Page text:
May 15, Nakba Day, marked the anniversary of the dispossession and forced displacement of the Palestinian people. Dhikra al-nakba, literally “memory of the catastrophe,” commemorates not only the destruction of a society and loss of home, but also the continuous struggle that Palestinians have since waged for the recognition of their rights.
The current bombardment of Gaza by the Israeli military, which has targeted residential buildings and left scores of Palestinians dead and many more without homes, and the thinly veiled project of ethnic cleansing and land grabbing in the Sheikh Jarrah neighborhood of East Jerusalem, are not exceptional but rather exemplary of the Israeli settler colonialist state and its apartheid policies. This intensification of the ongoing violence in occupied Palestine underscores the need for vocal and visible international solidarity with the Palestinian people.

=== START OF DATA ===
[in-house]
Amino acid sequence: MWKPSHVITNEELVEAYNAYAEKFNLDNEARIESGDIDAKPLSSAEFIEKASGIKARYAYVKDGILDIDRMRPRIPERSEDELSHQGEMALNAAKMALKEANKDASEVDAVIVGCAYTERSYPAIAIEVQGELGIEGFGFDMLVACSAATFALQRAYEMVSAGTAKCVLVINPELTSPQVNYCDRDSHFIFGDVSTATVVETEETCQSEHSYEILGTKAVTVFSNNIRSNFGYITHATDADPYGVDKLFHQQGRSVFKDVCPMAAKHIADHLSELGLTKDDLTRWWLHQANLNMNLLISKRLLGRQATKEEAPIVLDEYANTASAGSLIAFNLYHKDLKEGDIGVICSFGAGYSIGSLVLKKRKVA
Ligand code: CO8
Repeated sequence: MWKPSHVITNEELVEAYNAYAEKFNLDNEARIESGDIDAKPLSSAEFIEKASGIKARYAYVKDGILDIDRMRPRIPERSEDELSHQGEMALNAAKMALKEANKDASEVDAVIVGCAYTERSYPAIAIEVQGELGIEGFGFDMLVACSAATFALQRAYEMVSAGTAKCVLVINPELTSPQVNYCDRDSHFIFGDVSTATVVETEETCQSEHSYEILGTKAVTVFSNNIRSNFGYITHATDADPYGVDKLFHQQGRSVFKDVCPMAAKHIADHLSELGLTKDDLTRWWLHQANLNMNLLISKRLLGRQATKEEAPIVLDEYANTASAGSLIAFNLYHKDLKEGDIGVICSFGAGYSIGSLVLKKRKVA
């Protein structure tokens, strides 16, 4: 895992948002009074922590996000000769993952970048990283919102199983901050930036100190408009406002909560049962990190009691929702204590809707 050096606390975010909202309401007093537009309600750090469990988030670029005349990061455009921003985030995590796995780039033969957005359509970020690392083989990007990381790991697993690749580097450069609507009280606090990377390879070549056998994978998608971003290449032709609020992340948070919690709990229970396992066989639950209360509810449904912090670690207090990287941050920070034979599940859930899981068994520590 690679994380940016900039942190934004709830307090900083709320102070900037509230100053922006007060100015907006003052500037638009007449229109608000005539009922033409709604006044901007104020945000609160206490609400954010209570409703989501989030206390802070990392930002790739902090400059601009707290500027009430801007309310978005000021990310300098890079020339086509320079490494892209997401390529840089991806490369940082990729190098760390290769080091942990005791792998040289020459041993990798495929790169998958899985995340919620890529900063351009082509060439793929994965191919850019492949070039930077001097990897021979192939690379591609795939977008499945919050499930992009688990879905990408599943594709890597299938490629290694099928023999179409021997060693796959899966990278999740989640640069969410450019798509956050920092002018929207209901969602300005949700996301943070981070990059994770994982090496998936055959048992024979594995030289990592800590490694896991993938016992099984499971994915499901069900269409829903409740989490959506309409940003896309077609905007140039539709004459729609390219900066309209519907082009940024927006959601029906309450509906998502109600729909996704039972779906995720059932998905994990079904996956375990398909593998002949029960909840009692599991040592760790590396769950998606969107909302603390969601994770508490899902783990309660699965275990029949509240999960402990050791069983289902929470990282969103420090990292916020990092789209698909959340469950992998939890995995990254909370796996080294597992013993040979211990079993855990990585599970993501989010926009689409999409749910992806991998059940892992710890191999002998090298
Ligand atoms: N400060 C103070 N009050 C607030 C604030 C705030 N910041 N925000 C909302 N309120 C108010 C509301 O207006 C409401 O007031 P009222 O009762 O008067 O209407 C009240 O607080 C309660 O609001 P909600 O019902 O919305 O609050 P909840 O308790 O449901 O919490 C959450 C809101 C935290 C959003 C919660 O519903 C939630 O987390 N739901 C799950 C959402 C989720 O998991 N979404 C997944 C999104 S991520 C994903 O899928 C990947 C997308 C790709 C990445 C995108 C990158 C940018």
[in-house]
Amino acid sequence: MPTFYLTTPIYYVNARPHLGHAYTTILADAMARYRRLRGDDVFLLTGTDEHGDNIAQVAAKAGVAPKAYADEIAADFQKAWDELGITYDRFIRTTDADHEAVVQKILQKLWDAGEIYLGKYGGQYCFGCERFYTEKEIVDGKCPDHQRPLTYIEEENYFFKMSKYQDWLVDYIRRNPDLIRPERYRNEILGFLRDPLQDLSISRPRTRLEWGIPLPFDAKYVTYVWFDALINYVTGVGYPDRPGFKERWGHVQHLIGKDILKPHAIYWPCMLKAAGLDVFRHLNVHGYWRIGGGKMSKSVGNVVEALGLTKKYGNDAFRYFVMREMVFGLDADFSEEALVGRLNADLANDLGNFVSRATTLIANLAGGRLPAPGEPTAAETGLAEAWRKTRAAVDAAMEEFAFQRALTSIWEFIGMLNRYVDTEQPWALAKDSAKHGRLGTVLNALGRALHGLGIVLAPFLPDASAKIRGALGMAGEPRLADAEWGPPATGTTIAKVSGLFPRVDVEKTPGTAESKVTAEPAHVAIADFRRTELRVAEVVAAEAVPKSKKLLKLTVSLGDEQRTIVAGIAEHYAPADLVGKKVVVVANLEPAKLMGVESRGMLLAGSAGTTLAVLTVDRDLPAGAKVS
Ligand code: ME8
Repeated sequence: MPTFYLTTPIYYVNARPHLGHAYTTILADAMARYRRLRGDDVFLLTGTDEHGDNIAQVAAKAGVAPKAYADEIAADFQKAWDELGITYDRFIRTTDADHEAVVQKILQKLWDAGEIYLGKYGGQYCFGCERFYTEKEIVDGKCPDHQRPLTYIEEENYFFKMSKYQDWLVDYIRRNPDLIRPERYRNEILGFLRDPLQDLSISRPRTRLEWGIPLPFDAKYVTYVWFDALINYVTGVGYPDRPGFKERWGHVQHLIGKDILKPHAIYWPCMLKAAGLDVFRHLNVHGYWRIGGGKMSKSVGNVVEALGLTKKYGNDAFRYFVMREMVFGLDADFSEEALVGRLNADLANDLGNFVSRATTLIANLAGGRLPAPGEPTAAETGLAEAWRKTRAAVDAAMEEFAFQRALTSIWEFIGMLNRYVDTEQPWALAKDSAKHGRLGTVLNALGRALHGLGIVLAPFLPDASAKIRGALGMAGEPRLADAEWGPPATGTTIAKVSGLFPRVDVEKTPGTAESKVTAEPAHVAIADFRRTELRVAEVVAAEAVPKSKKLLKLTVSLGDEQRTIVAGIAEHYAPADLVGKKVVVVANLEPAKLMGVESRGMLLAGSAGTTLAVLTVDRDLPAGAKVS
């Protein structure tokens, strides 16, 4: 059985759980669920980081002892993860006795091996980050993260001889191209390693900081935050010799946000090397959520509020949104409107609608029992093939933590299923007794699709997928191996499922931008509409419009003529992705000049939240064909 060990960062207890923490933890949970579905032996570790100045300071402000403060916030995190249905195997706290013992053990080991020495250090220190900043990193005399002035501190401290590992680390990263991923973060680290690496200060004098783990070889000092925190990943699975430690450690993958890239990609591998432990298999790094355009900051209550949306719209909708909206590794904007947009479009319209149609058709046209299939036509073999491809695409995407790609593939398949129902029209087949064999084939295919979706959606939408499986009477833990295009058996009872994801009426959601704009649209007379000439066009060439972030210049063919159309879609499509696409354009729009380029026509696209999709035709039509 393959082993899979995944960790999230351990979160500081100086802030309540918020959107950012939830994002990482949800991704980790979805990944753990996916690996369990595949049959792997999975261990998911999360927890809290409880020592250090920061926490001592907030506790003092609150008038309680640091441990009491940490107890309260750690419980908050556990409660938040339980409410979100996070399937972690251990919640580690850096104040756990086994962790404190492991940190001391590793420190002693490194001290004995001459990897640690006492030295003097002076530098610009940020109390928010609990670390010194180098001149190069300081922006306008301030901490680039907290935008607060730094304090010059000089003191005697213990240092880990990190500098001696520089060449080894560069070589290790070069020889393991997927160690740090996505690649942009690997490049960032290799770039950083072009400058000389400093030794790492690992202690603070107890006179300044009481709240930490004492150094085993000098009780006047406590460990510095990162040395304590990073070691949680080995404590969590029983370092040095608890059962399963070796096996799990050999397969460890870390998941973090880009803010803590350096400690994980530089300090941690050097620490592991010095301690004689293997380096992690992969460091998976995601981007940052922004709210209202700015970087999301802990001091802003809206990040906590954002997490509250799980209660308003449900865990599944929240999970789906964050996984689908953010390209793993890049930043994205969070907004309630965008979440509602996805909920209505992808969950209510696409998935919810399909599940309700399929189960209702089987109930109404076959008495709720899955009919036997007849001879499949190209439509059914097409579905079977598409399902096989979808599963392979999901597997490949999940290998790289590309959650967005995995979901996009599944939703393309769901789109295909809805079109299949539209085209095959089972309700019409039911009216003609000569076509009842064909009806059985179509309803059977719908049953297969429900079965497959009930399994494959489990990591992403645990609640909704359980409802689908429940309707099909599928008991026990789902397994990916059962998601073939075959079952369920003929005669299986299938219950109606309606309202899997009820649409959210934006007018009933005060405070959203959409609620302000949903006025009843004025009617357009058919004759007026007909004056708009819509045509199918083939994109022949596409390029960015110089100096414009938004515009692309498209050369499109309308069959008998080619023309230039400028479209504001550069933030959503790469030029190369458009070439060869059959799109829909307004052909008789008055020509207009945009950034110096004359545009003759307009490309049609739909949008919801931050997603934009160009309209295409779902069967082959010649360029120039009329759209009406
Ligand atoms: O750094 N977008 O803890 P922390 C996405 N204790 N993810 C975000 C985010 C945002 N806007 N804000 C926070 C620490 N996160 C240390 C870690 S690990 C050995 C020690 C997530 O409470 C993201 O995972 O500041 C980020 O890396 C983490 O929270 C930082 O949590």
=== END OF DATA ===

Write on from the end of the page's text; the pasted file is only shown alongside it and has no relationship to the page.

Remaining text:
Many protests and other acts of solidarity are being planned worldwide in the coming days; you can find partial lists here and here; checking social media of local Palestinian advocacy organizations should provide the most up-to-date information. Tuesday, May 18 has been named a day of action in solidarity with the Palestinian uprising and general strike.
Barricade stands in solidarity with GSOC members and their families who are currently on strike to fight for equitability and standards of care in their working conditions.